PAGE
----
Thursday, 12 February 2015

The art of helping

I have been re-reading a wonderful book called 'Zen in the Art of Helping' written by David Brandon, published in 1976. Everyone has at some point been both a helper and been helped. We know what good helping is like and we can also tell when some well intentioned person is actually hindering rather than helping us. Brandon's essential point is that the best kind of helper is someone who is wholly present for you - not distracted by other concerns, not needing something from you, not simply following a procedure but willing to enter into your world and try to understand it with you.

David Brandon was a mental health social worker and social work teacher. He was writing shortly after the creation of local authority Social Services Departments (in 1972) when it seemed possible that social work could transform society. He would not recognise the sort of social work practised in local authorities today. Each person in need is processed to 'assess' their need or the 'risk of harm' they present to themselves and others; decide whether or not their circumstances meet the 'threshold' for 'intervention' and if so, 'allocate' a 'package' of support. Bureaucracy replaces the human, helping relationship. The best that can be said for it is it protects the worker and attempts to impose fair treatment for each service user.

Tolstoy wrote the story of an Emperor who wishes to know three things:

What is the best time to do each thing?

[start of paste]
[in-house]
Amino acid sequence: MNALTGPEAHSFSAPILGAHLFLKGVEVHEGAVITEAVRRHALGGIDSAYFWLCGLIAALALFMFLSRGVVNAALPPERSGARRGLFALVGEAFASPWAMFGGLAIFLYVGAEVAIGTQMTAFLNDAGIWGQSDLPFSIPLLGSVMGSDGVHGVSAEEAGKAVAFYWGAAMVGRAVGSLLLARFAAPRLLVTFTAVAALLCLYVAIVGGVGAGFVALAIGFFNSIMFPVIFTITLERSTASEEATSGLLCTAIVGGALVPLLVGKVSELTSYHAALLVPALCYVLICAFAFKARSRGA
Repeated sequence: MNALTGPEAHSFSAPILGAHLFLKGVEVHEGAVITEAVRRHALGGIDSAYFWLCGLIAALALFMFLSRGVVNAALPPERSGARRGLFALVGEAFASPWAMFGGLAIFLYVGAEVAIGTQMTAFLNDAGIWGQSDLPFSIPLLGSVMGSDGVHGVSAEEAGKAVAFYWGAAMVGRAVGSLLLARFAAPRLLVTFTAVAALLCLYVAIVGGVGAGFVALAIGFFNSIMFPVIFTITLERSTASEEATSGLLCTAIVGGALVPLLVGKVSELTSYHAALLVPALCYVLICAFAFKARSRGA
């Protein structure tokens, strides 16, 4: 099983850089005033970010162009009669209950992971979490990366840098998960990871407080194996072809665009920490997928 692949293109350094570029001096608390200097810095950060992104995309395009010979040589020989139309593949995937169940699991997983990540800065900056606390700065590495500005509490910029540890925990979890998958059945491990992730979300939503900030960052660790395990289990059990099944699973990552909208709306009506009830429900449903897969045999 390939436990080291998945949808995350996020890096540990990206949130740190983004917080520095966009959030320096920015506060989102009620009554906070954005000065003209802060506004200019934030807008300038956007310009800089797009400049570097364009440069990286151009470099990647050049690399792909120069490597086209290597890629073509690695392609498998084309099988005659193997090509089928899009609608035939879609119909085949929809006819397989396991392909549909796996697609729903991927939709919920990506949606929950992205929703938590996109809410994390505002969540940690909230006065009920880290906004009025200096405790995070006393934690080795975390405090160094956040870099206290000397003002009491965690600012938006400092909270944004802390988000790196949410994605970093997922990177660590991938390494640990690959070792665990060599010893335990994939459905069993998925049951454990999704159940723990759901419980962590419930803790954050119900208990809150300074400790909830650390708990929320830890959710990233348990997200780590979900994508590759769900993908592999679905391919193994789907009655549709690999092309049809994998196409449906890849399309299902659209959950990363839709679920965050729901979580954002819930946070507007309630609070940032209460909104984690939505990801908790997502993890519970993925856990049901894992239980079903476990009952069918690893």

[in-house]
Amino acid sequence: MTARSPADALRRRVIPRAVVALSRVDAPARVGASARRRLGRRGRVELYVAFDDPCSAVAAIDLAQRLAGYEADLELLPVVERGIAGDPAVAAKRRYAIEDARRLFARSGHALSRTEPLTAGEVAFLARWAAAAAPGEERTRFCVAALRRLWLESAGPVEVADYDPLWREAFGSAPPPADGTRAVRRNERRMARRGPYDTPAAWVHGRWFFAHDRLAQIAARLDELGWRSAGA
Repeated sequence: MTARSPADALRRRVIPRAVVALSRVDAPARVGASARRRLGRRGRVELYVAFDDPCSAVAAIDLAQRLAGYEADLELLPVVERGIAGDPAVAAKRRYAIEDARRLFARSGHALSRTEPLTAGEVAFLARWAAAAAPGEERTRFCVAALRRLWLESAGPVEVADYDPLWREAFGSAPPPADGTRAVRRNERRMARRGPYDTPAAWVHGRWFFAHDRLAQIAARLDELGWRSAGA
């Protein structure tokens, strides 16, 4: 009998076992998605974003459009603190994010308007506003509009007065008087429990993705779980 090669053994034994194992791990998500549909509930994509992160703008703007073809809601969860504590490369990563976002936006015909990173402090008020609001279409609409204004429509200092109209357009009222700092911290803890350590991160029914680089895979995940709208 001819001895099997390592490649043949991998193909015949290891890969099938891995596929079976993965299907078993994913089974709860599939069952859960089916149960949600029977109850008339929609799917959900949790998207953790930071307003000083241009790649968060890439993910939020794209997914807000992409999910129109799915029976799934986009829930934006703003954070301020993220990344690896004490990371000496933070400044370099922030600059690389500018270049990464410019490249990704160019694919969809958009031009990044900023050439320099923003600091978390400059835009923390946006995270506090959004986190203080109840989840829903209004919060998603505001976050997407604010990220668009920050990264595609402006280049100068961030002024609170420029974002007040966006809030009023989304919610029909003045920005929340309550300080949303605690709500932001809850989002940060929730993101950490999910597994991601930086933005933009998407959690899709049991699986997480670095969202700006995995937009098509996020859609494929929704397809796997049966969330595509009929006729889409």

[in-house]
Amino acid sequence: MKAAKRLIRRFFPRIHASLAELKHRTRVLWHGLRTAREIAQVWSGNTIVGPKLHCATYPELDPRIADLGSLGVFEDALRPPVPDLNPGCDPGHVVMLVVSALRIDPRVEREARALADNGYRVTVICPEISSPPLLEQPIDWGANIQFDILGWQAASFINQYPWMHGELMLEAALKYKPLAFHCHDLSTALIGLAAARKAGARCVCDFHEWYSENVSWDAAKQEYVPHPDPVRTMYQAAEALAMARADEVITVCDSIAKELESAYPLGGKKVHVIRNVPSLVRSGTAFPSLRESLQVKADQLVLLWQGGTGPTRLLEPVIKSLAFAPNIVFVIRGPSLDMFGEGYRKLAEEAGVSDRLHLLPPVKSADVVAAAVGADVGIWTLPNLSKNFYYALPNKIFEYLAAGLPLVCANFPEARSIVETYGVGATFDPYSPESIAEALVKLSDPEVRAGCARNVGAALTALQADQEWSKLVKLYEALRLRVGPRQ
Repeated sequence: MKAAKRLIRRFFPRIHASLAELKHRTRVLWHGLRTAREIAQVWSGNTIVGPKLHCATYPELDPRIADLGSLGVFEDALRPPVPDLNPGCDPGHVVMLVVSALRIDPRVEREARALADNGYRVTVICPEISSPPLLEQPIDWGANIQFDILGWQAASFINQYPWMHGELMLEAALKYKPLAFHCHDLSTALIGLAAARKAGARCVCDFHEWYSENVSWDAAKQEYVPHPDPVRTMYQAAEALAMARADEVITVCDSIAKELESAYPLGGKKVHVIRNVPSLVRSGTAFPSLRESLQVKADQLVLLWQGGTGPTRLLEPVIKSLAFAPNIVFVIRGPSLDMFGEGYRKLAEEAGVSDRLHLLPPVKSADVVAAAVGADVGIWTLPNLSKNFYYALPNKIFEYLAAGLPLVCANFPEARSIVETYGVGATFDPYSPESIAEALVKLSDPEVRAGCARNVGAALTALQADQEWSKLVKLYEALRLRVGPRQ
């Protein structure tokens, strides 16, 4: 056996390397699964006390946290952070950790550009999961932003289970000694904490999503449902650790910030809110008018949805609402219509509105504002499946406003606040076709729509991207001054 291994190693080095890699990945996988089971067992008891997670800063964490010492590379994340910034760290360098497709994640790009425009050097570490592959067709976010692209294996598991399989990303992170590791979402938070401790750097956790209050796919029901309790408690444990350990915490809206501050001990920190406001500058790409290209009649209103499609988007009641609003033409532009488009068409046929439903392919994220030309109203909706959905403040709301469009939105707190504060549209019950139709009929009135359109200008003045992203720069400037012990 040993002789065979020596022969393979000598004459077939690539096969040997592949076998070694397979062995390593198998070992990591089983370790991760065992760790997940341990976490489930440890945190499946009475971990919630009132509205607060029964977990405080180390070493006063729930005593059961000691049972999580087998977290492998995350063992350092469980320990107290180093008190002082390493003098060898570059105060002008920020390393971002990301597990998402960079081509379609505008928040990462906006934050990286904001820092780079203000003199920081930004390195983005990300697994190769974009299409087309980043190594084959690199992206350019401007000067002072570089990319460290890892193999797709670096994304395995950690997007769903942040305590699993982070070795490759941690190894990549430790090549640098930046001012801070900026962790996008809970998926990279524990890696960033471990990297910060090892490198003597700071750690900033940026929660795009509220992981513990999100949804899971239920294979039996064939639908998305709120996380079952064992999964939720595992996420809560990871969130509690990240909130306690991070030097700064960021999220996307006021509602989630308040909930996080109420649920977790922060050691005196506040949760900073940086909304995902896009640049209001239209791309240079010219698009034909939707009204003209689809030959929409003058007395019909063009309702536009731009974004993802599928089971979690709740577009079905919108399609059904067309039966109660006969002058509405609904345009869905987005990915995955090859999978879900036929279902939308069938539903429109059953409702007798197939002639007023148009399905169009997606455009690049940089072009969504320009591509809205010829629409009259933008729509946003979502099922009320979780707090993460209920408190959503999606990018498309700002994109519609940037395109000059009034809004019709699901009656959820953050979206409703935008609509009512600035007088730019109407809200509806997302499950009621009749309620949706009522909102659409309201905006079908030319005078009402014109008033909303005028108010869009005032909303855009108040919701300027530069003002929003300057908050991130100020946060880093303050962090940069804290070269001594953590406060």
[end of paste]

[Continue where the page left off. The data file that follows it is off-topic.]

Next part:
Who are the most important people to work with?
What is the most important thing to do?

The sages and philosophers are unable to answer these questions satisfactorily so the Emperor himself goes to visit a hermit in the mountains. The hermit does not answer his questions but in the course of events the Emperor comes to understand these answers:

The most important person to work with is the one in front of you.
The most important thing to do is to make them happy.
And the best time is now.

How do you do that? Well, the psychotherapist Irvin D. Yalom said 'It's the relationship that heals, the relationship that heals, the relationship that heals.' Which brings us right back to being wholly present for the person in need.

The voluntary sector does not have a monopoly on good helping but it is common in our sector. It is precious and we must not take it for granted. Pressures of money and time could easily extinguish it and we would end up no better than the public services. As voluntary sector managers we must ensure that we protect and enhance the conditions that enable good helping to bloom.

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